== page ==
Relaxing after the big data move: Pamela Stewart and her Cavalier King Charles Spaniel, Raggedy Ann. PHOTO BY LAUR BEREZNAI
When it comes to making alterations, Pamela Stewart is something of an authority. Once, when a friend of a friend discovered that her bridal gown didn’t fit, Pamela flew all the way to India and fixed it in time for the wedding (she just happens to be an accomplished fashion designer and dressmaker). In her day job as conference statistician and database manager for the Michigan Conference of the United Methodist Church (UMC), Pamela recently made another big change. She and her team moved the entire Michigan Conference database over to the Brick River platform. “We sorely needed a twenty-first-century database with better functioning and features,” she says.
Pamela and her conference colleagues explored all the options, but came to Brick River because the company can provide that prized asset, the UMC Data Core. “Having software that already knows the structure, terminology, and requirements of the United Methodist Church was half the battle for me,” she says. “I imagine it would have been a huge undertaking to try to work with a developer to organize and configure modules and fields specific to our UMC needs.”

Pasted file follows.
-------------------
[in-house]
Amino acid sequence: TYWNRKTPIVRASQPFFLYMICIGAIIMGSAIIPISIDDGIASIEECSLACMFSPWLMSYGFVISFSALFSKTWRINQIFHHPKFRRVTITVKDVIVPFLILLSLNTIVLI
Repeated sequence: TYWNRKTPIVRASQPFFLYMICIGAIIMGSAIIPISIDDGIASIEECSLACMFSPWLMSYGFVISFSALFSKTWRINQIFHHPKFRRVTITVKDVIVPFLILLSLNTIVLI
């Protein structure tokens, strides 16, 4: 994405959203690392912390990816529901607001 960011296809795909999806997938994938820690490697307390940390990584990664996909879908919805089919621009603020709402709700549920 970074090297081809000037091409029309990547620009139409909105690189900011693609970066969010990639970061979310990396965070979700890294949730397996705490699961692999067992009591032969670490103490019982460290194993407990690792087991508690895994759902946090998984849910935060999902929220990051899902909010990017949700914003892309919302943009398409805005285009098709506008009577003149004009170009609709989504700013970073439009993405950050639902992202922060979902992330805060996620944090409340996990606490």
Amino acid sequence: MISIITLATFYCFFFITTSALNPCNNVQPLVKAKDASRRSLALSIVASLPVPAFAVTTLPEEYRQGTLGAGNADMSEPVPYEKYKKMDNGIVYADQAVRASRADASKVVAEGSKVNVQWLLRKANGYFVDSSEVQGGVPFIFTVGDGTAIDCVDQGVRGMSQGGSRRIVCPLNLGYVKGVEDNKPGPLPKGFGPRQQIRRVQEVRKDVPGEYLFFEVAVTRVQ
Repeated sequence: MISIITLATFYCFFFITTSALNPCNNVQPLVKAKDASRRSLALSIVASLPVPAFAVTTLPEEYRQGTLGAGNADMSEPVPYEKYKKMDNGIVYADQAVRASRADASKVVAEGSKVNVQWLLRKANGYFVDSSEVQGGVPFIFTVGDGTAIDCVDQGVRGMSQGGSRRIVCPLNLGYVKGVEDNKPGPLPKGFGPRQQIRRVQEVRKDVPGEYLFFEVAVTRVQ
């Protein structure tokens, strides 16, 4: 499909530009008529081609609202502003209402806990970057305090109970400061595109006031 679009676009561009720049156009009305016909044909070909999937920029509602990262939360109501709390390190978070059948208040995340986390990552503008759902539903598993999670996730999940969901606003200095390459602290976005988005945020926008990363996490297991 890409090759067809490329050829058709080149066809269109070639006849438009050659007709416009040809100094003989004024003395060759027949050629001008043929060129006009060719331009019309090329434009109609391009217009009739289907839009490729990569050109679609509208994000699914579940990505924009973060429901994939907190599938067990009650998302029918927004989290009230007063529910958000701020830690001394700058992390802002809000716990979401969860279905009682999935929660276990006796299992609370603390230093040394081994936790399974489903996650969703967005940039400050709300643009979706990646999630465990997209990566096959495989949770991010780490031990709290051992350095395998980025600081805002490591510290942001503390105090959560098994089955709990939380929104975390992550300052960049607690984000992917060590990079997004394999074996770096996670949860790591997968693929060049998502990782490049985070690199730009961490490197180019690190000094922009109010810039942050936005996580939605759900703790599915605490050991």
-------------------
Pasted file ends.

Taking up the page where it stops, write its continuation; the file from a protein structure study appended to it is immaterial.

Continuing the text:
In a move to a new platform, tons of things can go wrong. “From sad experience,” Pamela says, “my biggest worry was data loss — the idea that one platform never correlates precisely with another one.” But Brick River’s meticulous data-mapping process reassured her that nothing would fall through the cracks. In the end, she says, “we didn’t lose a thing of importance.”
If you’re thinking about making a similar move, Pamela has some advice:
Switching over to Brick River has made Pamela’s job a lot easier. “The whole point of a database is to be able to pull out and use the data that you store, right? I love that we can query every field. It is possible to create an Excel sheet with the precise data we need, without having to sort or otherwise process the sheet afterward.”
With the move behind her, Pamela can spend less time wrestling with a database and more time enjoying her family, her Cavalier King Charles Spaniel, and her hobby of creating fiber art.